Hugh Hefner built a worldwide enterprise by creating the adult Playboy magazine, which showed great success even in the publishing of the first issue. With his death in 2017, talks of his early support for the LGBTQIA+ community circulated online.
Hugh Hefner showed no reservations in his gay rights advocacies when he published the Crooked Man, a short story that showed a future where homosexuals oppressed heterosexuals.
The Early Life and Legacy of Hugh Hefner
Most known to be the man behind the adult Playboy magazine, Hugh Hefner had majorly profited from adult entertainment, starting from the 1960s with his first issue that included photos of Marilyn Monroe from which she received no compensation.
Born on April 9, 1926, in Chicago, Illinois, Hugh Marston Hefner emerged as the eldest of two children from a family of conservative Methodists. As he attained his high school education, not only did he become the student council president, but Hefner also established the school newspaper, hinting at his early talents in the field of journalism.
Before earning his bachelor’s degree in psychology at the University of Illinois during the late 1940s, he joined the United States Army for two years. In the early 1950s, Hefner stayed briefly at his job at the Esquire magazine, solidifying his decision to leave when they refused his demand for a $5 raise.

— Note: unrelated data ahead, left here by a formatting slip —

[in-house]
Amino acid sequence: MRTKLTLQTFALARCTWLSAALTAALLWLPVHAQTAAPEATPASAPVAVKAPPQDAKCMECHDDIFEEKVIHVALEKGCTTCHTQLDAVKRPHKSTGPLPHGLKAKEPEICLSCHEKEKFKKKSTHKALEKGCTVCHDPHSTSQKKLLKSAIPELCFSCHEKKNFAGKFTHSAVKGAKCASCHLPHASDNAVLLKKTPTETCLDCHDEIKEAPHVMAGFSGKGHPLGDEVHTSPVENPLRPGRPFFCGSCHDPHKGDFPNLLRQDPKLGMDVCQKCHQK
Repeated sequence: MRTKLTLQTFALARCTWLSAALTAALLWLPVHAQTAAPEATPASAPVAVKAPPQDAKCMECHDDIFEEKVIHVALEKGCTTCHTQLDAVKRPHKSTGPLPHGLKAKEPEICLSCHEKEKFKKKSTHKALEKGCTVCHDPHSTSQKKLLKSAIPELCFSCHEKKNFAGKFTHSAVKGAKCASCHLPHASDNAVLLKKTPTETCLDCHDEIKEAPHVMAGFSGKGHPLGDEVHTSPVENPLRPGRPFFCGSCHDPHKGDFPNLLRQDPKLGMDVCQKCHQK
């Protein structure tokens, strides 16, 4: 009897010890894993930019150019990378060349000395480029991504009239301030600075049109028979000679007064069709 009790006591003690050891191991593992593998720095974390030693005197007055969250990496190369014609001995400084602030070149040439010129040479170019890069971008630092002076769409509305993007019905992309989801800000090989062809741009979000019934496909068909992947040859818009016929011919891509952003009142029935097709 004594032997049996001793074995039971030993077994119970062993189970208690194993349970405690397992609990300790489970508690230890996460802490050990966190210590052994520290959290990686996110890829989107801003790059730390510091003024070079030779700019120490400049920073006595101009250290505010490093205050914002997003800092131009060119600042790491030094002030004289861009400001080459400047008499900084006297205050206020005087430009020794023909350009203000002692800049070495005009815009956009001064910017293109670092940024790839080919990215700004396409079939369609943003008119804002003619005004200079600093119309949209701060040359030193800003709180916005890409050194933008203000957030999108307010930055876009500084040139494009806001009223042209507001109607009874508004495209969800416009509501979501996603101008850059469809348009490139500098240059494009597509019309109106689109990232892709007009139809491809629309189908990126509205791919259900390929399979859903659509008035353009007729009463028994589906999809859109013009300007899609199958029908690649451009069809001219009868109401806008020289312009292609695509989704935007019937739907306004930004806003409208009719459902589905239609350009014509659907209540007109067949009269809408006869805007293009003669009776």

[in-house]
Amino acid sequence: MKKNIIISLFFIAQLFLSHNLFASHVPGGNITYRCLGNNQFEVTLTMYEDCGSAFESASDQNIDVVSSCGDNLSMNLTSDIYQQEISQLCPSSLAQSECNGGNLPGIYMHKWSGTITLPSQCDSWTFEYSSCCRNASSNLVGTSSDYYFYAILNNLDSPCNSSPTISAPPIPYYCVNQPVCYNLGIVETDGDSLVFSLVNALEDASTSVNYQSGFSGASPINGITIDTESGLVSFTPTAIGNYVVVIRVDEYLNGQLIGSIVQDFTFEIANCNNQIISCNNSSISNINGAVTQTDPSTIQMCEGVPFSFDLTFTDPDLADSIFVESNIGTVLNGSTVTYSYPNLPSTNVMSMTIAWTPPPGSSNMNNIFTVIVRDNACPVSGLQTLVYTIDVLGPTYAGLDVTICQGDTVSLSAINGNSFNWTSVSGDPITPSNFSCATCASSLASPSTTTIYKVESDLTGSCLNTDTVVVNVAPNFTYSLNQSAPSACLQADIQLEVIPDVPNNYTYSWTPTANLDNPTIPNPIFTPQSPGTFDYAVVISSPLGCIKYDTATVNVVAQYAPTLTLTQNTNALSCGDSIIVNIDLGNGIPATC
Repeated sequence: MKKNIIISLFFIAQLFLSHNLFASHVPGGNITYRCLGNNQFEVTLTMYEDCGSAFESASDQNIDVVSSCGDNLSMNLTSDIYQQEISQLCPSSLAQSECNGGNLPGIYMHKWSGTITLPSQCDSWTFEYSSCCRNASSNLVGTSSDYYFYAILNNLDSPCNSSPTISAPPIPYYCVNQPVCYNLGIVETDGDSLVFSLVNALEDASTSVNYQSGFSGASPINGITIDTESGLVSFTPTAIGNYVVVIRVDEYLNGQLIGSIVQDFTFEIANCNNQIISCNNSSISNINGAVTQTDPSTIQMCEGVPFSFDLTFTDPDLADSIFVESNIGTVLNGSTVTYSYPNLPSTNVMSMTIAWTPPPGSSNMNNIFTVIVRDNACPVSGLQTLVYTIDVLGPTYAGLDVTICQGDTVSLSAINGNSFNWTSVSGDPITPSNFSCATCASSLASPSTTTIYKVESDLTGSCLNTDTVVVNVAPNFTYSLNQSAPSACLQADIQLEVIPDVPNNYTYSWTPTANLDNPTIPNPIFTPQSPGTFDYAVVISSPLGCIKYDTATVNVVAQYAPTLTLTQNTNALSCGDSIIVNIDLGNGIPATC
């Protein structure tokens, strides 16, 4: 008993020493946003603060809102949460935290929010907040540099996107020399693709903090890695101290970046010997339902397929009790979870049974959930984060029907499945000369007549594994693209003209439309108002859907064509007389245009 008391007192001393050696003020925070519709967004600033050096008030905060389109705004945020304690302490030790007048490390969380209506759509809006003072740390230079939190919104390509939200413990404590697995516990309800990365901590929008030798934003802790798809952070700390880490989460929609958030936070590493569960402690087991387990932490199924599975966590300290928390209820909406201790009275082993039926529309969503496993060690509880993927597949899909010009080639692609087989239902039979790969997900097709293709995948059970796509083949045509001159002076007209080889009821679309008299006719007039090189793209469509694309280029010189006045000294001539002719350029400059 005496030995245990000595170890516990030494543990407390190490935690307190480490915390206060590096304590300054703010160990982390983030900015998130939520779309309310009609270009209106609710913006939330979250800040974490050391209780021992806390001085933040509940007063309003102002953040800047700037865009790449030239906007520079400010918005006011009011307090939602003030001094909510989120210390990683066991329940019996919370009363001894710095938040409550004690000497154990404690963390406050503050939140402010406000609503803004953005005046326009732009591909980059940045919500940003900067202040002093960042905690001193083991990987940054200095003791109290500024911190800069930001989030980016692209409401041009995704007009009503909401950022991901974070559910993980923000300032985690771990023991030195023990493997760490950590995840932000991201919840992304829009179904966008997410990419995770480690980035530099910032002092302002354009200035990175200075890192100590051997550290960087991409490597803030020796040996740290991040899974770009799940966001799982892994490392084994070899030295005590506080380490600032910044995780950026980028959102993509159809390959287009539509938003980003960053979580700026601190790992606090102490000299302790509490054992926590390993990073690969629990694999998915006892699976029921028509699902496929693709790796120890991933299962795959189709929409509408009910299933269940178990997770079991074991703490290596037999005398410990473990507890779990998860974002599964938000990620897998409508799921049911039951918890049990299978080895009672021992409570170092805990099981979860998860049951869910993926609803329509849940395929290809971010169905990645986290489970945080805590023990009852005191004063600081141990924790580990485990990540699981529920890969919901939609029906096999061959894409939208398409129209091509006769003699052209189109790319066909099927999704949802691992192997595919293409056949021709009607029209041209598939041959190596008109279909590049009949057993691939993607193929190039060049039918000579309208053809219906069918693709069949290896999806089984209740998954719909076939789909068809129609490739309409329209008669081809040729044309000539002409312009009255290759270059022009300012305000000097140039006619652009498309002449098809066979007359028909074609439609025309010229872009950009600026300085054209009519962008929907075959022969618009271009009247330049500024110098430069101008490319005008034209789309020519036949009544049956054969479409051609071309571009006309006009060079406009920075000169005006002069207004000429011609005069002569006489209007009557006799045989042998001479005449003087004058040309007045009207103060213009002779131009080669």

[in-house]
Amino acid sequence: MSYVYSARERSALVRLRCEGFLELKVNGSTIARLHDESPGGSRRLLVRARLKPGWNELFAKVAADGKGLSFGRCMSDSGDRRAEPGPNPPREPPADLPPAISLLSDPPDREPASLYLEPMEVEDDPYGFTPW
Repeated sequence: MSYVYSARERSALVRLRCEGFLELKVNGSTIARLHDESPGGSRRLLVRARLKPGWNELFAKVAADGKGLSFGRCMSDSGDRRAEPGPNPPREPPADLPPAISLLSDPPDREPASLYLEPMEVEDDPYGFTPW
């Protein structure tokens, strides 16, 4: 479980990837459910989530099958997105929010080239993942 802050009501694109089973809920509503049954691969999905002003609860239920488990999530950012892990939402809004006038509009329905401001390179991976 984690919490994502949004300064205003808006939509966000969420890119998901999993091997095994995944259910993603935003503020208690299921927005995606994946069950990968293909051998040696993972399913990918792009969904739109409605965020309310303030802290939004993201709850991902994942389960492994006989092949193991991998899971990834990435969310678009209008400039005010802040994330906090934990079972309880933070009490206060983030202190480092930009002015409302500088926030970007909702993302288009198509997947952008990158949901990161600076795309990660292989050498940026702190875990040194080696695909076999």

Without a stable job, Hefner produced his publication with the aid of $8,000 from more than 40 investors. To ensure evident success for his first publication, he purchased full-color nude photographs of Marilyn Monroe as the centerfold of the first Playboy issue. With its release, it immediately sold more than 50,000 copies, pushing the Playboy to immediate fame.
Playboy soon expanded the scope of its magazine, adding articles and a more polished appearance. Soon, Playboy became a multimillion corporation and an esteemed international enterprise. He lived a life brimming with success, passing away in 2017. (Source: Biography)
Hugh Hefner As a Gay Rights Advocate
In the early years of Playboy, Hefner released a short story entitled The Crooked Man, written by Charles Beaumont, in 1955. The Crooked Man depicts a fictional society where heterosexuals experienced injustice as homosexuals oppressed them, criminalizing heterosexual relationships. Rejected by Esquire due to the controversy it was bound to bring at that time, Hefner had no issues publishing it.
Faced with abundant amounts of hate mail and overwhelming controversy, Hefner continued to defend and show his support to The Crooked Man.
If it was wrong to persecute heterosexuals in a homosexual society, then the reverse was wrong, too.Hugh Hefner
Hugh Hefner continued to show his advocacies for the LGBTQ+ community by supporting same-sex marriage, speaking out on the HIV/AIDS crisis during the 1980s, and incorporating an openly transgender model in Playboy.
Despite his advocacies, many stand by their view of Hefner being a misogynist due to the legacy he established by sexualizing women and damaging their rights. Sarah Kate Ellis, the president and CEO of the American LGBTQ Advocacy Group called GLAAD, expresses her dismay.
Hefner was not a visionary. He was a misogynist who built an empire on sexualizing women and mainstreaming stereotypes that caused irreparable damage to women’s rights and our entire culture.Sarah Ellis